If you rebarrel the Ross selection of a barrel might align with your type of shooting and the availability of cases the N.E stuff even modern BB stuff can set you back a pretty penny per case but that is a very nice rifle sir, a keeper if it were in my gunsafe as once you have sold it its gone and the chances of finding another well get a shovel and start looking for rocking horse do-do's that would be easier..........

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    Member vykkagur's Avatar
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    I'm with NORTHOF60. I'm all for rebarrelling and rebuilding this in it's original glory. The .280 is not an option; there's a reason the 1910 has a huge chamber. I'd prefer something faster than the .405, but it is original - and who could argue with Teddy Roosevelt?

  9. #26
    Advisory Panel Surpmil's Avatar
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    Ask the fellow you bought it from what he remembers about the auction: were there parts as well? Find the auctioneer if you can and ask, with photos in hand. Some people have amazing memories, some do not.

    The barrel was probably in the same house the rifle was before it went to auction. Bubba probably thought, "I'll jus' try this 'ere .303 barrel on 'er..." "I can always put the other one back..." And then Bubba's obese form drops dead with TV dinner in hand one day and Mrs. Bubba sends his stuff to the local auction with a sigh of relief, where maybe the auctioneer knows what a rifle barrel is, or maybe not, and no one can be bothered to sort through Bubba's stuff and put like with like because they've got some repo'd cars to auction right after them guns 'n all.

    If you're in a small town, ask, ask, ask, and your may find that barrel yet. It's worth the trouble.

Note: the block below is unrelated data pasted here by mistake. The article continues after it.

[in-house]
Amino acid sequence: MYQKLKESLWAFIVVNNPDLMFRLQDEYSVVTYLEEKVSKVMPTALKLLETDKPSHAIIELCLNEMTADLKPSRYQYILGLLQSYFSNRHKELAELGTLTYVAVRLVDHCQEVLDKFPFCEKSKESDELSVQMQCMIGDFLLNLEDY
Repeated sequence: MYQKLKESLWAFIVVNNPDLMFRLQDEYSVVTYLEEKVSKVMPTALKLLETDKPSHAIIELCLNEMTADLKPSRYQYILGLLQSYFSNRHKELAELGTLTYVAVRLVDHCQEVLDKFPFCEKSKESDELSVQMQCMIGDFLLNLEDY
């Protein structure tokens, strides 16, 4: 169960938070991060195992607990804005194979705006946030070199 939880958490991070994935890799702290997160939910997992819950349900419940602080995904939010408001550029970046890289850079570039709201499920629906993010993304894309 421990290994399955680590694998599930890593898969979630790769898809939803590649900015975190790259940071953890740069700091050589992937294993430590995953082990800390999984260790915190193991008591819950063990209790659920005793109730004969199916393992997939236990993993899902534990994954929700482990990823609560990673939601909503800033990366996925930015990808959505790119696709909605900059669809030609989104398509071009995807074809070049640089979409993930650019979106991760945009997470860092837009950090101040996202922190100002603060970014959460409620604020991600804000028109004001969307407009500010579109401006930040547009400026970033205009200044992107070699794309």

Last edited by Surpmil; 01-08-2020 at 01:54 AM.
    "Men occasionally stumble over the truth, but most pick themselves up and hurry off as if nothing had happened." W.L.S.C..

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  11. #27
    Advisory Panel browningautorifle's Avatar
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    Quote Originally Posted by NORTHOF60 View Post
    the pressure spike from the bullets loaded backwards was certainly a cause for alarm - approaching or exceeding proof loads.
    Very interesting info, didn't hear that before...
    Regards, Jim

  12. #28
    Advisory Panel Surpmil's Avatar
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    Wouldn't be a cause for any concern in a Ross MkIII. People have filled the barrels with pebbles and sand, filled a case with pistol powder and still not blown one up.

    This Sgt. Carey was apparently taking no chances with soft catridge cases sticking in the chamber and "emptied his oil bottle into the breach" before a rapid fire incident.



    Oiled cases have little or no cylinder wall adhesion, enormously increasing thrust on the bolt. With normal case adhesion there is very little backwards thrust on the bolt, according to experiments done at RSAF Enfield.
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    "Men occasionally stumble over the truth, but most pick themselves up and hurry off as if nothing had happened." W.L.S.C..